Supporting Entrepreneurship Opportunities for Uganda’s 1 Million Refugees

By Paul Green, Kampala-based data analyst & BizGees Volunteer

Uganda, a country of 43 million people currently hosts over 1.5 million refugees. The largest number in Africa and third largest in the world.

Despite a turbulent past, ongoing regional issues and a slowly changing political climate, Uganda has experienced relative stability for three decades.

The same is not true of its nearest neighbours experiencing some of the worst instability of any countries in the world. One million of the current refugees in Uganda are from South Sudan, 300,000 from the DRC with the others from Burundi, Somalia, Rwanda and others. The numbers are growing daily.

Despite the pressures on its borders and resources, Uganda’s policy of welcoming refugees provides a framework of opportunities for refugee entrepreneurship. In many other countries refugees are excluded from the workforce or from starting a business.

Why is Uganda Unique?

Both the World Bank and the UNHCR have hailed Uganda’s approach to managing refugees as a model for other countries to follow — but what makes it so special?

  1. Processing time: Rather than waiting in holding centres indefinitely, asylum seekers are processed quickly, often within a few days and are able to begin contributing to their host economy and building independence.
  2. Freedom to trade: Once granted refugee status refugees are allowed and encouraged to undertake employment and business activities.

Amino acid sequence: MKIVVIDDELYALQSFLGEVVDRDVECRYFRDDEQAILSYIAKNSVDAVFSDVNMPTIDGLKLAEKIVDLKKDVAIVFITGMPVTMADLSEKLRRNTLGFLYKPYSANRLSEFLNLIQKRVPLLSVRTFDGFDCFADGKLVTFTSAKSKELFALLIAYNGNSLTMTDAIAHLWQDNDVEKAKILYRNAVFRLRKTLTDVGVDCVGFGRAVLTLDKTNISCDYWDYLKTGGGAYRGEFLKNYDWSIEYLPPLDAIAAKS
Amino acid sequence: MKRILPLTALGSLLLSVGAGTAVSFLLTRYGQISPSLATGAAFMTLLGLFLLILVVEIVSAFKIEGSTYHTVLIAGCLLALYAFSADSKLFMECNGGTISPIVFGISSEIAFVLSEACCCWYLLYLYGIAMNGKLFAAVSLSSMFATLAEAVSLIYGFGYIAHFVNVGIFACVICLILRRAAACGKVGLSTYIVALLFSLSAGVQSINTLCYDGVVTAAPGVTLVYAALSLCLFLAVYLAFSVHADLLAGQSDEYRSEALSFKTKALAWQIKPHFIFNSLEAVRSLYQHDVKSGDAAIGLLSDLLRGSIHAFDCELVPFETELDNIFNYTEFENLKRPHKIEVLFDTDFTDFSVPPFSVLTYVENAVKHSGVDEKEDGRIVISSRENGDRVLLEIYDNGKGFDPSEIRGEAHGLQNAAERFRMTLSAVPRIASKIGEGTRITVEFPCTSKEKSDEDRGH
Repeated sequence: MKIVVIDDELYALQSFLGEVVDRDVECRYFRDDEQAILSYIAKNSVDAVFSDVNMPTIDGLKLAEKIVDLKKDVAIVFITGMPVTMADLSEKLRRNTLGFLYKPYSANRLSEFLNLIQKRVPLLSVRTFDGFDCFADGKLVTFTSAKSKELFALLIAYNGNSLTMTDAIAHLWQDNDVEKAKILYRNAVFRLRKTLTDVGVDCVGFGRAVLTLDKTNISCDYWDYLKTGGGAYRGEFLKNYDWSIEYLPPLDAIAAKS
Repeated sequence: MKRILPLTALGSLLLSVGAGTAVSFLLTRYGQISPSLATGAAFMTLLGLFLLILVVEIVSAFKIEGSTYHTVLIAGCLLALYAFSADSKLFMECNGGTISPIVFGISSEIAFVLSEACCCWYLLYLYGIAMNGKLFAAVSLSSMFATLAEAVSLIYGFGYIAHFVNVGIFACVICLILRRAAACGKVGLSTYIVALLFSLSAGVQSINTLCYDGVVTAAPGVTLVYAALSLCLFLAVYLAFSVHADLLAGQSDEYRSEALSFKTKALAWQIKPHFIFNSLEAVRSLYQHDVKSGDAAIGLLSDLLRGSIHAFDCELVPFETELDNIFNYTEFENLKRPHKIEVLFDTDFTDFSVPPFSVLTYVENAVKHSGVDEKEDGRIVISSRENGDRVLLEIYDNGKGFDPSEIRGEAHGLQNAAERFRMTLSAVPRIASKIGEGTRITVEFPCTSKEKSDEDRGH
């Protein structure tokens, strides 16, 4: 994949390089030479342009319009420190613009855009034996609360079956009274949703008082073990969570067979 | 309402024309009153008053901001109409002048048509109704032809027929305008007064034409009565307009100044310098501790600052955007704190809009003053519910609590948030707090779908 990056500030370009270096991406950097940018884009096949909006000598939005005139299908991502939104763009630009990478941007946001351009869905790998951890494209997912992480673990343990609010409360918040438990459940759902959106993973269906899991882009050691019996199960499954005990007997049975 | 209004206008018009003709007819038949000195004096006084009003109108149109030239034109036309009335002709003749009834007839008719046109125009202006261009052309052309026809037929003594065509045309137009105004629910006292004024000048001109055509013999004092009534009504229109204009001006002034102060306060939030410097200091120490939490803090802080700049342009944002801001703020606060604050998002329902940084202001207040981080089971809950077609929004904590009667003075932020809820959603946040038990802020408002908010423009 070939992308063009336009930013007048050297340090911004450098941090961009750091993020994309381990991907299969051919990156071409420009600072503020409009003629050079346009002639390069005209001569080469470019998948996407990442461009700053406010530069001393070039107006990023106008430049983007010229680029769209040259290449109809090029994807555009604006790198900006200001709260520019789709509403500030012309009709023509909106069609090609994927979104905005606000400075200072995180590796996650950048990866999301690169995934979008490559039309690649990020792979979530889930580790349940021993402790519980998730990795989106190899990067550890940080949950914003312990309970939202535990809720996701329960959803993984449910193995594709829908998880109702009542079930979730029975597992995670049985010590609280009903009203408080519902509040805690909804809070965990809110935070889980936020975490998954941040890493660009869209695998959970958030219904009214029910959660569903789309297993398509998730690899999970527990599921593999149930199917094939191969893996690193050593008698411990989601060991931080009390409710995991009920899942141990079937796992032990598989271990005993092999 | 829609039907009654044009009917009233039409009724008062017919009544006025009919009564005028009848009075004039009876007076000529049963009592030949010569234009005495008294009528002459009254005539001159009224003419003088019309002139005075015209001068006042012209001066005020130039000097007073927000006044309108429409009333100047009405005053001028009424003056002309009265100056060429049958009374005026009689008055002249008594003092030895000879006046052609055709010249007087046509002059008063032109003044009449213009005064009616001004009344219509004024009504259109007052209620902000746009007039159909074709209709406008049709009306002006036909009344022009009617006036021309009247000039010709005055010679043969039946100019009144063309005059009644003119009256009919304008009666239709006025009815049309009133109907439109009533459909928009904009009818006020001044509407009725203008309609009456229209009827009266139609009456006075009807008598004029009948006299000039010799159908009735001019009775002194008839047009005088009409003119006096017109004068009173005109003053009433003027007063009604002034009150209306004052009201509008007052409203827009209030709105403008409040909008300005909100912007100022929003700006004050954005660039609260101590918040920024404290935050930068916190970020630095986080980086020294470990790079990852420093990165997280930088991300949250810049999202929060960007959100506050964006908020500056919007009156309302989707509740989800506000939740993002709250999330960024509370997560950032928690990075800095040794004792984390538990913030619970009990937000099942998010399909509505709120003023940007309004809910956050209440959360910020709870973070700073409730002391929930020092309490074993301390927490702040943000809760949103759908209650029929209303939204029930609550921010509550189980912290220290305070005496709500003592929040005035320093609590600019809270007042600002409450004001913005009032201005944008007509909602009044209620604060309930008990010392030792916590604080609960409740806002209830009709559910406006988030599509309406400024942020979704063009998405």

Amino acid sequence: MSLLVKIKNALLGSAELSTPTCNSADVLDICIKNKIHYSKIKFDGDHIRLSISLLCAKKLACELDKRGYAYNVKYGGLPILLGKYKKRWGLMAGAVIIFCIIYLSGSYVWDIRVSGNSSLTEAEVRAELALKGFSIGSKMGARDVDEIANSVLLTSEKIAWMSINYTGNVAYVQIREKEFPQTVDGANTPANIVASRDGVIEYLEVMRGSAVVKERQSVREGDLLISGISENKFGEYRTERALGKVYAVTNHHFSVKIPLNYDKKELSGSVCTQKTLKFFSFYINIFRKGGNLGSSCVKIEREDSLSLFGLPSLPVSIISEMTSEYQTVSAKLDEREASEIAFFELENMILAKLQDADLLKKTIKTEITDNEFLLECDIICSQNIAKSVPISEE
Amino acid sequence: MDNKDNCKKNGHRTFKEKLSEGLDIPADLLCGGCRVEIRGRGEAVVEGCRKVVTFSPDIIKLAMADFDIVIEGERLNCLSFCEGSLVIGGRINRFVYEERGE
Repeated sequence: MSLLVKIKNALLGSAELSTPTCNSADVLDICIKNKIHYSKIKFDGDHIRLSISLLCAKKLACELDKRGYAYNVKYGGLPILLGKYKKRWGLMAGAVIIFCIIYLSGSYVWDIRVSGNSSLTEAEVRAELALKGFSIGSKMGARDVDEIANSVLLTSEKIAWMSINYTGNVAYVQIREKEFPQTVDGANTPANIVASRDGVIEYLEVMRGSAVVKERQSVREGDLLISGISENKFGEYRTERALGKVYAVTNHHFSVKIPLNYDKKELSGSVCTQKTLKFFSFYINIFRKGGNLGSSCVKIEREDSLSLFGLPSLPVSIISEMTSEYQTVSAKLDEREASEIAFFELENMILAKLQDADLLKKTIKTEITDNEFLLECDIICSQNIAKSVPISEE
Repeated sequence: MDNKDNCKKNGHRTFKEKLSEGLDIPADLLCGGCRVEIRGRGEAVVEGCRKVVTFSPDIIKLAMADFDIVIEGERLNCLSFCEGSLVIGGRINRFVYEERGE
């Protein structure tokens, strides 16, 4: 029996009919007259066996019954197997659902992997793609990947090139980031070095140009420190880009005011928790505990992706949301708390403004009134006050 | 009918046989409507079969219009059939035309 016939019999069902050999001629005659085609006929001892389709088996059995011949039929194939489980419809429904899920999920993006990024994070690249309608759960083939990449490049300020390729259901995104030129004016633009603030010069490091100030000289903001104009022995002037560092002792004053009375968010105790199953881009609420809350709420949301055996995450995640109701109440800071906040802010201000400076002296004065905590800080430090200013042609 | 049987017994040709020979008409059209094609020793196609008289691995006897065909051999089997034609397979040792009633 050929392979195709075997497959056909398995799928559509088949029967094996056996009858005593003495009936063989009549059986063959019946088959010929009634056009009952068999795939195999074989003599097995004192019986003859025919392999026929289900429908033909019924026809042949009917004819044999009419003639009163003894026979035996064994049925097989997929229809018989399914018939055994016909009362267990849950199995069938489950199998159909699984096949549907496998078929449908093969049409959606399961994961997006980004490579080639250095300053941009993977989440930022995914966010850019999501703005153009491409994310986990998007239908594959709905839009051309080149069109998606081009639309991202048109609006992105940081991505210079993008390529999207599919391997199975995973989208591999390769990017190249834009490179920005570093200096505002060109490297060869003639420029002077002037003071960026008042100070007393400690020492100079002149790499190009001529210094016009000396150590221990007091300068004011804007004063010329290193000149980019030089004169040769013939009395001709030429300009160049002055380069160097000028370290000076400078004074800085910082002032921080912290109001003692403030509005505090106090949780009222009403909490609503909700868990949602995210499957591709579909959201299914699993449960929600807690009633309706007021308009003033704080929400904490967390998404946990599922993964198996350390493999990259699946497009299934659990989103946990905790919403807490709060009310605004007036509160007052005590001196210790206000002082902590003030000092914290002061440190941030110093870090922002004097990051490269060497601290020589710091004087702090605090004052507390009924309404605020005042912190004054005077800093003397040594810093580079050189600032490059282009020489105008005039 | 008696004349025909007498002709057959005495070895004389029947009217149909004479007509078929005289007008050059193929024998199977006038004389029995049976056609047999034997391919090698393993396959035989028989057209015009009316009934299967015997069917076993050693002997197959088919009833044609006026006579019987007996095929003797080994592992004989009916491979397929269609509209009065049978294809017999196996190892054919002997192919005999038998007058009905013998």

3. Freedom of movement: Refugees are not confined to camps like other countries. Many choose to live in settlements often near the border where food, water, energy, health care and education are available. Pressure on resources here is so much that many choose to migrate to nearby towns or to the capital Kampala and fully integrate into the Ugandan society.
  4. Land grants: Refugees are given a 30 X 30m plot of land to provide food for themselves and the surplus to sell. They are thus contributing to their host country and local community both as producers and consumers.
  5. Welcoming host communities: According to research conducted by International Rescue Committee 77% of local communities support, or strongly support, their local government providing services to refugees — 61% support integration into local communities. They are both consumers and producers but also attract services and infrastructure to the regions. Many local residents in these areas have been refugees themselves.
South Sudanese refugees queue at a reception centre in Arua, Source: UNHCR

BizGees — enabling refugee entrepreneurs

While beginning in tragedy and trauma, refugee status in Uganda can provide potential opportunities for entrepreneurship and self-sufficiency regardless inside or outside refugee settlements. Yet, one major obstacle remains — access to finance. Many refugees arrive with no savings or assets, no formal employment record in Uganda, no proof of running a business or credit history and often low levels of education. For these reasons they do not have access to the start-up finance necessary to start even the simplest business. Many are forced to remain in refugee settlements despite having the skills and motivation for independent living.